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As she prepares to run for a second term, Macksey reflects on Healey’s visit to North Adams

Jennifer Macksey.
Josh Landes
Jennifer Macksey.

Last week, Massachusetts Governor Maura Healey made her first visit to Berkshire County since taking office with a stop in North Adams. Flanked by Lieutenant Governor Kim Driscoll and Secretary of Economic Development Yvonne Hao – who owns a home in Williamstown – Healey announced a major new bond authorization and new Chapter 90 borrowing that will keep money flowing to municipalities. North Adams Mayor Jennifer Macksey was front and center at the event. Macksey is halfway through her first two-year term after becoming the first woman to win the office in 2021. She intends to seek a second term this year. She sat down with WAMC after Healey’s visit to talk about how the Democrat’s policy announcements will impact the city.

MACKSEY: The big announcement, it allows us to continue to do economic development in ways that we probably never could before. And that helps us with our tax base, that helps us bringing more jobs into the community, it helps us expand our residency- And with that comes more kids in our educational system that, you know, we have a declining enrollment here in North Adams, and we really have a great educational system. So economic development helps with jobs and the flow of money, but it also rebuilds our community, and that's what we need to do here in North Adams. And the second part of that, Josh, with the Chapter 90 projects, as you know, our roads need repair. [The American Rescue Plan Act] has been great and we are rolling out some projects, but we have so much to do with infrastructure here in North Adams. Everything from water, sewer, to just filling potholes, to repaving sections of the street. And I'm very focused on rebuilding neighborhoods, and part of that is having safe sidewalks, having safe roads, and just the expansion in the commitment of this administration thus far, two weeks, three weeks, in is humbling, and is exciting as a new mayor. I still consider myself a new mayor. But we need that support coming out of Boston. And for them to recognize us and come to North Adams- It's been just a great morning.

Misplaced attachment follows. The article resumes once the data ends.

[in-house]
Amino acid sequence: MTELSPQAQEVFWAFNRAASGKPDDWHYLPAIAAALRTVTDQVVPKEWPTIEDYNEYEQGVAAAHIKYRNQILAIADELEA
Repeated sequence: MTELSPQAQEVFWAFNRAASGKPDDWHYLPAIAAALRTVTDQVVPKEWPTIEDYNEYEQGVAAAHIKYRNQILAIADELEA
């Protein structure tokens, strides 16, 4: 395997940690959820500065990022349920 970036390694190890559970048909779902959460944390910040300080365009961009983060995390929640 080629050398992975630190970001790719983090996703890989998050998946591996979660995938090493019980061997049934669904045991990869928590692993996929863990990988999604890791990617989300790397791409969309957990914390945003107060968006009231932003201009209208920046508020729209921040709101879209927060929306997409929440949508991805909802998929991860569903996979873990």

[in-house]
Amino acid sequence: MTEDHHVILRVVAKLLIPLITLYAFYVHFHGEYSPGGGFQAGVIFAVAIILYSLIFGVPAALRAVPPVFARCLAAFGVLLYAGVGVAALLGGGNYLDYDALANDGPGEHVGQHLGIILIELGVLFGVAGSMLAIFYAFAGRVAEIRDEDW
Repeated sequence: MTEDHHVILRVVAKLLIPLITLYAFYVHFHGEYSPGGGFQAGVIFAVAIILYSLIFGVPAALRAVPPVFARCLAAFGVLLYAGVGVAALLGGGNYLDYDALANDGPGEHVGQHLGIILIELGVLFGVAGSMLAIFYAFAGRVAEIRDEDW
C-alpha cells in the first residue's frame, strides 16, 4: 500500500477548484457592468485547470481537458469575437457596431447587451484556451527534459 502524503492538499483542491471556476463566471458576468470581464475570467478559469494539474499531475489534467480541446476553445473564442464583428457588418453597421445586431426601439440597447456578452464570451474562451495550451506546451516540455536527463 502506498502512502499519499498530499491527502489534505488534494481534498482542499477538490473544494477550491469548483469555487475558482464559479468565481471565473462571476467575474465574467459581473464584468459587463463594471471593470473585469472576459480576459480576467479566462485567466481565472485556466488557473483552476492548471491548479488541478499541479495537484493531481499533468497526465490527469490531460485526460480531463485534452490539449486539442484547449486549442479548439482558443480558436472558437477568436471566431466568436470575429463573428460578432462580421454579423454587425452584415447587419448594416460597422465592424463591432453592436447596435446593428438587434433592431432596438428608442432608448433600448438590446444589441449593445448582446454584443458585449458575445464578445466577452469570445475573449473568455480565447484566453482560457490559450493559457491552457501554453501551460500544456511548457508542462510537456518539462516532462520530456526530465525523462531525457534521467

WAMC: Now, they really sort of highlighted you in the announcement today, and I know you just got to sit down for a nice congenial lunch with the new administration. I'm interested in- You know, your overlap with the [Governor Charlie] Baker administration was relatively limited. But just as far as the initial impressions of the tone of this administration, walk me through that. Are you seeing any contrasts?

I just want to say on the record that Governor Baker and Lieutenant Governor [Karyn] Polito were wonderful to me. They were always available. The LG was very supportive in any questions that I had. My big push with them was our public safety funding. So, talking to the new governor and working with Kim Driscoll the last year when she was mayor of Salem, I feel confident that they can help us here in North Adams. As far as the change in administration, I don't think they've missed a beat. I don't think they've missed a beat. I think they've taken the ball and they're running. And I feel that they're going to be very helpful. They know about the Berkshires, they know what we can do here, and they've been very supportive. And I think for me, just having that support and being able to call- I have this project, what do you see, what can you do? And Secretary Hao, this was the first time that I met her today, just having some dialogue and giving me some pointers and some access to some resources is wonderful. So, my first view of the Healey-Driscoll administration is an A+, and I look forward to working with all of them, including the Secretary.

Now, with the police station moving to a temporary new location and a lot of questions lingering over the public safety facility, has anything from today in any of these new spending plans shed any light on what potential avenues forward for the city could be about those critical infrastructure investments?

Not so much about what was discussed today publicly, but around the table, I'll tell you, Josh, that we talked about our need to be investing in public safety, as well as all municipal buildings, that communities need some help. And you know, I pitched a program maybe closer to what the [Massachusetts School Building Authority] program looks like, that we maybe need that for public safety buildings, we maybe need that for municipal buildings. But they're very committed to helping me with my public safety needs. So, what exactly that looks like down the road, I don't know quite yet. But every time I see them, and they say, don't tell us, your public safety building. They know it and they're not forgetting. And to me, that's very important. But along those lines, you know, we do have repairs, we need repairs in our schools. We're working great with the MSBA program with the feasibility study for Brayton and Greylock School. But I also need help with my municipal buildings. I need help with the skating rink, which the state owns but we manage. And we've been making slow but steady investments over many years, but it needs to continue. I can tell you, Josh, that I probably have 10 buildings that need new roofs. And that's a big-ticket item to put on the taxpayers and I don't want to do that. So, I'm really pushing the envelope with all this money that's coming down from the federal and state level as far as the infrastructure needs, but I'm also very vocal about what our needs are as a community. Our needs are no different than others, but everything is coming up all at once- You know, the sewer pipes, the water pipes, the failing roofs, equipment needs. North Adams needs a lot, but we need to be very articulate and efficient and effective and wise and how we make our asks.